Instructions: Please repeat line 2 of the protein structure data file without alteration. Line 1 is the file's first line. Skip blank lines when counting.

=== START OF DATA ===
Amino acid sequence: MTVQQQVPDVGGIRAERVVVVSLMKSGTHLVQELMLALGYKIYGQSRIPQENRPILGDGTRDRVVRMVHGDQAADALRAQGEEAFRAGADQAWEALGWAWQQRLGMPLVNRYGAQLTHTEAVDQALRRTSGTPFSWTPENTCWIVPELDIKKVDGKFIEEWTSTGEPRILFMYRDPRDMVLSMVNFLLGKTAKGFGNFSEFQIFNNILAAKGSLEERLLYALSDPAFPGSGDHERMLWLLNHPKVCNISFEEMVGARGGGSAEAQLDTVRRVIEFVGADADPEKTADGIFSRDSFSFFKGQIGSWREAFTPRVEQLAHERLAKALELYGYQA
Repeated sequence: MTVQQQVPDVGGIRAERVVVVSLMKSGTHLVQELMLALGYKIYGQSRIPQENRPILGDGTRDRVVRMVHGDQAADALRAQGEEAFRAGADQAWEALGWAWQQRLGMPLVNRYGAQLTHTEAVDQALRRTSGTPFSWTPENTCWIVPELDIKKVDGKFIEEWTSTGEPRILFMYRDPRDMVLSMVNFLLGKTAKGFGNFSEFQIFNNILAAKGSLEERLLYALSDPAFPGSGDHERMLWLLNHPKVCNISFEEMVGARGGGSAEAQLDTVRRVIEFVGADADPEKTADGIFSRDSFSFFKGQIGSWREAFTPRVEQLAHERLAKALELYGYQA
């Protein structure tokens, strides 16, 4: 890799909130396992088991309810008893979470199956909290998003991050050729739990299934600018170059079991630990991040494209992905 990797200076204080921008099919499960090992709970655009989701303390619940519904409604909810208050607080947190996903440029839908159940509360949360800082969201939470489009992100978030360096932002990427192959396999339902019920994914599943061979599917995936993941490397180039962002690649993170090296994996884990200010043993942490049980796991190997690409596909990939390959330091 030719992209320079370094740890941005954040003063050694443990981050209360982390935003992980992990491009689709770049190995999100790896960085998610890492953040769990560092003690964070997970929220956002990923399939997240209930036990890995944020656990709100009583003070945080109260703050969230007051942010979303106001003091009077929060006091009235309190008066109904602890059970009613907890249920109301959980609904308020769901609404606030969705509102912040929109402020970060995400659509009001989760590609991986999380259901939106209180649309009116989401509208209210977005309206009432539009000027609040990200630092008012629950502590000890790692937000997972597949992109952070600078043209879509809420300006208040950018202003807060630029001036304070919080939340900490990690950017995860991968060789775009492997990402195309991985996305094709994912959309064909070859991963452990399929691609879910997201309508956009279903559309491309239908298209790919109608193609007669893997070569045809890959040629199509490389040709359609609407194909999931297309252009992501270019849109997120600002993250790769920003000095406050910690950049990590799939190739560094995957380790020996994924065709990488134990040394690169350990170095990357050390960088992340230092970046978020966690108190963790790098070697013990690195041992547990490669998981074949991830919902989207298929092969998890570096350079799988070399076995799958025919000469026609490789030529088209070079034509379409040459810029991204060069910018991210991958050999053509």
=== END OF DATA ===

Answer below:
Repeated sequence: MTVQQQVPDVGGIRAERVVVVSLMKSGTHLVQELMLALGYKIYGQSRIPQENRPILGDGTRDRVVRMVHGDQAADALRAQGEEAFRAGADQAWEALGWAWQQRLGMPLVNRYGAQLTHTEAVDQALRRTSGTPFSWTPENTCWIVPELDIKKVDGKFIEEWTSTGEPRILFMYRDPRDMVLSMVNFLLGKTAKGFGNFSEFQIFNNILAAKGSLEERLLYALSDPAFPGSGDHERMLWLLNHPKVCNISFEEMVGARGGGSAEAQLDTVRRVIEFVGADADPEKTADGIFSRDSFSFFKGQIGSWREAFTPRVEQLAHERLAKALELYGYQA